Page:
While this is unfolding, exports plunged thanks to non-existent overseas demand for the cars and electronics that have long been the mainstay of Japan’s industrial might. Overall, shipments to the United States — long Japan’s trading partner of choice — have plunged a staggering 34 percent.

The Wall Street Journal recently reported that Japan is running its first trade deficits in a generation — five months in a row at last count. This is especially problematic because Japan and China — together with South Korea — are the world’s largest purchasers of U.S. debt.

So at a time when the United States is trying to save its financial system and jump-start its economy by pumping trillions of dollars into the world financial system — and desperately needs global buyers to buy this new debt so that it can forge ahead with its rescue plans — Japan may not have the financial wherewithal to help make this happen. And China and South Korea may simply elect not to buy any more.

By all accounts, the fallout of all this turmoil is staggering. Japan’s economy may contract by 4.6 percent in 2009, Kyohei Morita, chief economist for Barclay’s Capital (ADR: BCS), told BusinessWeek recently.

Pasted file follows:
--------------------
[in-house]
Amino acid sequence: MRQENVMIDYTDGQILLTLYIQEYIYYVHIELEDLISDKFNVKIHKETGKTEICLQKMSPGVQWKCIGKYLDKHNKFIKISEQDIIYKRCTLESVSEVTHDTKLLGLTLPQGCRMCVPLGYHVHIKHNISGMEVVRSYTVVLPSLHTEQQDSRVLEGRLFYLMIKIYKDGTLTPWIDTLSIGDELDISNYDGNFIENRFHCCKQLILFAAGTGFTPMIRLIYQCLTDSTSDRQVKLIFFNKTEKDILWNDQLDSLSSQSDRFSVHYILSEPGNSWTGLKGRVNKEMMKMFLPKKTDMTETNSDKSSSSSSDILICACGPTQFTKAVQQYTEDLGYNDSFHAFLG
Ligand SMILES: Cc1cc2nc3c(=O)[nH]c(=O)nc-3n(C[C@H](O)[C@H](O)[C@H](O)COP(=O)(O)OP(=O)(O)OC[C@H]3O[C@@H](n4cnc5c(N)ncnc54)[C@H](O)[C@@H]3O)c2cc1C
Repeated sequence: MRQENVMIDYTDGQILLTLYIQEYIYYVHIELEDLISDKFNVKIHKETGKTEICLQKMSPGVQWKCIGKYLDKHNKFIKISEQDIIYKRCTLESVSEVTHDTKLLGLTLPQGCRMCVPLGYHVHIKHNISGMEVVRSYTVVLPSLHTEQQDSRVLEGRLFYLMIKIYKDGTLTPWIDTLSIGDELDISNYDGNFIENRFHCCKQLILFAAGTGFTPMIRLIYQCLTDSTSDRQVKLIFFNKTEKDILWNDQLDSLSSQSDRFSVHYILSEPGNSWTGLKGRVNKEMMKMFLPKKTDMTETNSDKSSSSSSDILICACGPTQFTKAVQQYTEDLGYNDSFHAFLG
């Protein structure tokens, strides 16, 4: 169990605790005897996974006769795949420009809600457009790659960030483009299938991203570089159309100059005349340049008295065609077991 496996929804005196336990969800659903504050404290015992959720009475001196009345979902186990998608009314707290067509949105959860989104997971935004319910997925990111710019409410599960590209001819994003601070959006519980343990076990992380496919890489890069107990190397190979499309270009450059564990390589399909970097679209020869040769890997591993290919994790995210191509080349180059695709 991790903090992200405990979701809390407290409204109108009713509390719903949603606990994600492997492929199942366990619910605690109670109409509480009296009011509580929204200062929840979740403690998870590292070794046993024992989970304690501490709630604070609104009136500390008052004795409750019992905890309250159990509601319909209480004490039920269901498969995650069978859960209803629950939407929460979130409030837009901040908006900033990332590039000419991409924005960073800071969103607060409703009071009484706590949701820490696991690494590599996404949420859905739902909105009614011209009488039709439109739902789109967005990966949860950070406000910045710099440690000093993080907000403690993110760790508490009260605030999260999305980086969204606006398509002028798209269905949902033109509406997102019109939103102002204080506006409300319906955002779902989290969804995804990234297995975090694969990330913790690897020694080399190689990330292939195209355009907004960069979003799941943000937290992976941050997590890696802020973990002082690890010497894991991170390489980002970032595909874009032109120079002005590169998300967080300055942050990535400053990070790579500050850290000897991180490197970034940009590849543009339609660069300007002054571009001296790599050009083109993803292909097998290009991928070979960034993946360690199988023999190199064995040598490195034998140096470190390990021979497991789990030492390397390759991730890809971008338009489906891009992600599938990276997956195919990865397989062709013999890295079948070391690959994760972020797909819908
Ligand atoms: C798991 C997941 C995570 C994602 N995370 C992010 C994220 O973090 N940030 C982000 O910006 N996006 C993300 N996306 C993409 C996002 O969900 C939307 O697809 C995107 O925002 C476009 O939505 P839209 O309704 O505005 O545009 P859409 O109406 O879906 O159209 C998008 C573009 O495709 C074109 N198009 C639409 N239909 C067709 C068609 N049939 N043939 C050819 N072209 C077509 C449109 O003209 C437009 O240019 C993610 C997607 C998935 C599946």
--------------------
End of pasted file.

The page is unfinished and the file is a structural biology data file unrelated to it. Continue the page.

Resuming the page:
Toyota Motor Corp. (ADR: TM) is projecting a worsening situation and a string of mounting losses that will be the first since 1938. Every single digit of yen appreciation is projected to cost the company an additional $450 million in operating losses.

According to The Tokyo Shinbun, more than 30 percent of Japan’s prefectures (governmental bodies larger than cities, towns, and villages) have already implemented emergency economic measures of their own. Overall, unemployment rose to 4.4 percent in December, the worst such figure recorded in 42 years. Tent cities are growing and many public parks are now overflowing with homeless people – something I recall seeing during the depths of Japan’s last “Lost Decade.”
My friends tell me that factories in the normally highly industrialized Osaka area have shifted to 15-day-a-month production schedules, and many salarymen (Japan’s iconic office superheroes) are being encouraged to seek “arubaito” — or part-time work — to make ends meet. And those are the people who are still fortunate to have jobs. My mother-in-law tells me that it’s becoming increasingly common to see these workers serving noodles or working in department stores, doing jobs that have historically been done by college kids.

Things are so bad that Prime Minister Taro Aso has an unprecedented approval rating of less than 10 percent and many normally respectful Japanese, including my ultra-reserved father-in-law, refer to him as an “uneducated blockhead.”

I could go on, but I think you get the picture. It’s bleak and getting worse by the day in a nation that I have lived in during much of the last 20 years and come to love.

That’s why shorting the yen may wind up being one of the most fundamentally successful — and admittedly contrarian — investment choices we can make in today’s mad markets.

I’ll be home in Kyoto in a few months and look forward reporting what I find immediately.

This article has been reposted from Money Morning. You can view the article on Money Morning’s investment news website here.